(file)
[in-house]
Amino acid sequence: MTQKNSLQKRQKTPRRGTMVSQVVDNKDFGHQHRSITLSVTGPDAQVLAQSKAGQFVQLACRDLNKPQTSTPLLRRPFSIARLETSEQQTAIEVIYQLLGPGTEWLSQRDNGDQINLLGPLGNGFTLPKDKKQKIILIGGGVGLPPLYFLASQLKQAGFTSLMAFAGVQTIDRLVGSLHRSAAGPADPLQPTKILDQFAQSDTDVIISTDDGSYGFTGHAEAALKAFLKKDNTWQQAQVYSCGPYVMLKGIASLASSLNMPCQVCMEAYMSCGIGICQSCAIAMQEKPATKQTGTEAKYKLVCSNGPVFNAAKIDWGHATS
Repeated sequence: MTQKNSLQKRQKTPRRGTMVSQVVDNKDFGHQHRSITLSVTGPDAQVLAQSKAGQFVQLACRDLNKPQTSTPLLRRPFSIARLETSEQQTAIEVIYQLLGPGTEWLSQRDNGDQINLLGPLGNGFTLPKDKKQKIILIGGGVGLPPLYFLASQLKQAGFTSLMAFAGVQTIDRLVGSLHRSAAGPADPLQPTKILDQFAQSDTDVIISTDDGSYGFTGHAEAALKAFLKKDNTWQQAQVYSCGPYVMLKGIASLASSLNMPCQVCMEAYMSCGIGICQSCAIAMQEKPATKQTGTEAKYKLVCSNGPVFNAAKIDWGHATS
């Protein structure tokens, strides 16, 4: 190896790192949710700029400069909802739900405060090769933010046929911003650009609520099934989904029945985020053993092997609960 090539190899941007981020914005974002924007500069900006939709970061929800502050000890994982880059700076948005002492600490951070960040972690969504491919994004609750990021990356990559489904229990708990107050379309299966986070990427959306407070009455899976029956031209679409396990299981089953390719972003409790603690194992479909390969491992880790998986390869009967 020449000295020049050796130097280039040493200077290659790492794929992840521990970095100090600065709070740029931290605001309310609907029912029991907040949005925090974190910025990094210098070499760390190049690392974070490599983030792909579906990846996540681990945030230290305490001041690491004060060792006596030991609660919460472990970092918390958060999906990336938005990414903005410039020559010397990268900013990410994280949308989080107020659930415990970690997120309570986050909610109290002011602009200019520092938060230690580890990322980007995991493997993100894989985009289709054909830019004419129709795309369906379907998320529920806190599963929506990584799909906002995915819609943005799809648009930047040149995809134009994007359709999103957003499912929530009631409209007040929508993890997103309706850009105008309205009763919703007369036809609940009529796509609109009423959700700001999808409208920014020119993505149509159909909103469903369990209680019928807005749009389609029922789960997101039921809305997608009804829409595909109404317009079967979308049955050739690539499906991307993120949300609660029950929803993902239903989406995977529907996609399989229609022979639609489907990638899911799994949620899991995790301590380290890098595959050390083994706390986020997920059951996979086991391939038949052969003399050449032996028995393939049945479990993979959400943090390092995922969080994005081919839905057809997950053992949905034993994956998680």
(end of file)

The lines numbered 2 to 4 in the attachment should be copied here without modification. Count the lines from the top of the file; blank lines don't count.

Amino acid sequence: MTQKNSLQKRQKTPRRGTMVSQVVDNKDFGHQHRSITLSVTGPDAQVLAQSKAGQFVQLACRDLNKPQTSTPLLRRPFSIARLETSEQQTAIEVIYQLLGPGTEWLSQRDNGDQINLLGPLGNGFTLPKDKKQKIILIGGGVGLPPLYFLASQLKQAGFTSLMAFAGVQTIDRLVGSLHRSAAGPADPLQPTKILDQFAQSDTDVIISTDDGSYGFTGHAEAALKAFLKKDNTWQQAQVYSCGPYVMLKGIASLASSLNMPCQVCMEAYMSCGIGICQSCAIAMQEKPATKQTGTEAKYKLVCSNGPVFNAAKIDWGHATS
Repeated sequence: MTQKNSLQKRQKTPRRGTMVSQVVDNKDFGHQHRSITLSVTGPDAQVLAQSKAGQFVQLACRDLNKPQTSTPLLRRPFSIARLETSEQQTAIEVIYQLLGPGTEWLSQRDNGDQINLLGPLGNGFTLPKDKKQKIILIGGGVGLPPLYFLASQLKQAGFTSLMAFAGVQTIDRLVGSLHRSAAGPADPLQPTKILDQFAQSDTDVIISTDDGSYGFTGHAEAALKAFLKKDNTWQQAQVYSCGPYVMLKGIASLASSLNMPCQVCMEAYMSCGIGICQSCAIAMQEKPATKQTGTEAKYKLVCSNGPVFNAAKIDWGHATS
């Protein structure tokens, strides 16, 4: 190896790192949710700029400069909802739900405060090769933010046929911003650009609520099934989904029945985020053993092997609960 090539190899941007981020914005974002924007500069900006939709970061929800502050000890994982880059700076948005002492600490951070960040972690969504491919994004609750990021990356990559489904229990708990107050379309299966986070990427959306407070009455899976029956031209679409396990299981089953390719972003409790603690194992479909390969491992880790998986390869009967 020449000295020049050796130097280039040493200077290659790492794929992840521990970095100090600065709070740029931290605001309310609907029912029991907040949005925090974190910025990094210098070499760390190049690392974070490599983030792909579906990846996540681990945030230290305490001041690491004060060792006596030991609660919460472990970092918390958060999906990336938005990414903005410039020559010397990268900013990410994280949308989080107020659930415990970690997120309570986050909610109290002011602009200019520092938060230690580890990322980007995991493997993100894989985009289709054909830019004419129709795309369906379907998320529920806190599963929506990584799909906002995915819609943005799809648009930047040149995809134009994007359709999103957003499912929530009631409209007040929508993890997103309706850009105008309205009763919703007369036809609940009529796509609109009423959700700001999808409208920014020119993505149509159909909103469903369990209680019928807005749009389609029922789960997101039921809305997608009804829409595909109404317009079967979308049955050739690539499906991307993120949300609660029950929803993902239903989406995977529907996609399989229609022979639609489907990638899911799994949620899991995790301590380290890098595959050390083994706390986020997920059951996979086991391939038949052969003399050449032996028995393939049945479990993979959400943090390092995922969080994005081919839905057809997950053992949905034993994956998680």